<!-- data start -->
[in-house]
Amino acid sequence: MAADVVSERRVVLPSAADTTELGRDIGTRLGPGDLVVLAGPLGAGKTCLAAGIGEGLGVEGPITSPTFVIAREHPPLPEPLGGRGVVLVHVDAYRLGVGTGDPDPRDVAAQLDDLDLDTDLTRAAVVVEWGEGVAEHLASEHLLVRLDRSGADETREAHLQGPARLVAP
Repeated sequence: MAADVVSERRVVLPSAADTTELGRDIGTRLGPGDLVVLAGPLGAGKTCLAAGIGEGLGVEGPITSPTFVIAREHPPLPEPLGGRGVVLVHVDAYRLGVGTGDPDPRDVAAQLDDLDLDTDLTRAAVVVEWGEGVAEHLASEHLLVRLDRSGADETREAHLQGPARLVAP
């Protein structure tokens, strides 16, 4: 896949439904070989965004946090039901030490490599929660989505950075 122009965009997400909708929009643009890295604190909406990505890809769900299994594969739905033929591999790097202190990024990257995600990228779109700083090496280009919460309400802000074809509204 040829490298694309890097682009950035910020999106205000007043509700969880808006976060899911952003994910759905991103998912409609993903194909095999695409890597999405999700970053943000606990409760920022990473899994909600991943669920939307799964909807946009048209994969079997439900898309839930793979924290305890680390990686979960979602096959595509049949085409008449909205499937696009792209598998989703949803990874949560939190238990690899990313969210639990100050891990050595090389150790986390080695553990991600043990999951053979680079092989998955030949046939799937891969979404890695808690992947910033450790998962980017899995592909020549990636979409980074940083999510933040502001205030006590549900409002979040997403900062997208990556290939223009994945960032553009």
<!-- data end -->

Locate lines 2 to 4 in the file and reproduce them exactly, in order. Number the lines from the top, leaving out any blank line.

Amino acid sequence: MAADVVSERRVVLPSAADTTELGRDIGTRLGPGDLVVLAGPLGAGKTCLAAGIGEGLGVEGPITSPTFVIAREHPPLPEPLGGRGVVLVHVDAYRLGVGTGDPDPRDVAAQLDDLDLDTDLTRAAVVVEWGEGVAEHLASEHLLVRLDRSGADETREAHLQGPARLVAP
Repeated sequence: MAADVVSERRVVLPSAADTTELGRDIGTRLGPGDLVVLAGPLGAGKTCLAAGIGEGLGVEGPITSPTFVIAREHPPLPEPLGGRGVVLVHVDAYRLGVGTGDPDPRDVAAQLDDLDLDTDLTRAAVVVEWGEGVAEHLASEHLLVRLDRSGADETREAHLQGPARLVAP
């Protein structure tokens, strides 16, 4: 896949439904070989965004946090039901030490490599929660989505950075 122009965009997400909708929009643009890295604190909406990505890809769900299994594969739905033929591999790097202190990024990257995600990228779109700083090496280009919460309400802000074809509204 040829490298694309890097682009950035910020999106205000007043509700969880808006976060899911952003994910759905991103998912409609993903194909095999695409890597999405999700970053943000606990409760920022990473899994909600991943669920939307799964909807946009048209994969079997439900898309839930793979924290305890680390990686979960979602096959595509049949085409008449909205499937696009792209598998989703949803990874949560939190238990690899990313969210639990100050891990050595090389150790986390080695553990991600043990999951053979680079092989998955030949046939799937891969979404890695808690992947910033450790998962980017899995592909020549990636979409980074940083999510933040502001205030006590549900409002979040997403900062997208990556290939223009994945960032553009």